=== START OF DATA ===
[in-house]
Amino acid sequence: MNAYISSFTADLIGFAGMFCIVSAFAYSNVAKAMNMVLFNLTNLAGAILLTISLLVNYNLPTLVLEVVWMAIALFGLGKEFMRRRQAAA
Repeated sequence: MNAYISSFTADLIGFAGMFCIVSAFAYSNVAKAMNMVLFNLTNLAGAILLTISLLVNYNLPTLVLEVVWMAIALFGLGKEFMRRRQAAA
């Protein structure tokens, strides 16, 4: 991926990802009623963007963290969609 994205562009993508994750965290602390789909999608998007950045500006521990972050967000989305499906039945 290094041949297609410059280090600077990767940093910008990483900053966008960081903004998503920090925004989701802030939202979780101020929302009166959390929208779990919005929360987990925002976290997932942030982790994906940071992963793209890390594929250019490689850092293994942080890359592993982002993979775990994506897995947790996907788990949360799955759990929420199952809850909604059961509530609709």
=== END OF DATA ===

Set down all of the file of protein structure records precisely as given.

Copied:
[in-house]
Amino acid sequence: MNAYISSFTADLIGFAGMFCIVSAFAYSNVAKAMNMVLFNLTNLAGAILLTISLLVNYNLPTLVLEVVWMAIALFGLGKEFMRRRQAAA
Repeated sequence: MNAYISSFTADLIGFAGMFCIVSAFAYSNVAKAMNMVLFNLTNLAGAILLTISLLVNYNLPTLVLEVVWMAIALFGLGKEFMRRRQAAA
């Protein structure tokens, strides 16, 4: 991926990802009623963007963290969609 994205562009993508994750965290602390789909999608998007950045500006521990972050967000989305499906039945 290094041949297609410059280090600077990767940093910008990483900053966008960081903004998503920090925004989701802030939202979780101020929302009166959390929208779990919005929360987990925002976290997932942030982790994906940071992963793209890390594929250019490689850092293994942080890359592993982002993979775990994506897995947790996907788990949360799955759990929420199952809850909604059961509530609709």